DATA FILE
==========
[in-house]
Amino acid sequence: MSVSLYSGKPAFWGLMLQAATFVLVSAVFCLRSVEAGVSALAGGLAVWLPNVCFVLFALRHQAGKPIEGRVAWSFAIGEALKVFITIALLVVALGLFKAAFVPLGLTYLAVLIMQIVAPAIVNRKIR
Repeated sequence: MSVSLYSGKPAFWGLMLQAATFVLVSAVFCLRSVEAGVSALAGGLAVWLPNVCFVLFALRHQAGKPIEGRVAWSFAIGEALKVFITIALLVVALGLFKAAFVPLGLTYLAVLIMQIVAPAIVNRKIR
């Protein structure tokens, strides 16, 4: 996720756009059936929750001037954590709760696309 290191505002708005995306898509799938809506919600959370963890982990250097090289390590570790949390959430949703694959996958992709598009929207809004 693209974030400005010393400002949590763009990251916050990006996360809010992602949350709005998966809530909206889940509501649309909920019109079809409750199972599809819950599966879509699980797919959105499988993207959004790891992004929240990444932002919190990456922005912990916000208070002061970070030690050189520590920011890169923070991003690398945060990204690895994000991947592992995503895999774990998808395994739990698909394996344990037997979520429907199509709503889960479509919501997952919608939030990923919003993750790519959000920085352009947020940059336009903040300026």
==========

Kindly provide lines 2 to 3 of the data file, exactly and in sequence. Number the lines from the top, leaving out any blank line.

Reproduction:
Amino acid sequence: MSVSLYSGKPAFWGLMLQAATFVLVSAVFCLRSVEAGVSALAGGLAVWLPNVCFVLFALRHQAGKPIEGRVAWSFAIGEALKVFITIALLVVALGLFKAAFVPLGLTYLAVLIMQIVAPAIVNRKIR
Repeated sequence: MSVSLYSGKPAFWGLMLQAATFVLVSAVFCLRSVEAGVSALAGGLAVWLPNVCFVLFALRHQAGKPIEGRVAWSFAIGEALKVFITIALLVVALGLFKAAFVPLGLTYLAVLIMQIVAPAIVNRKIR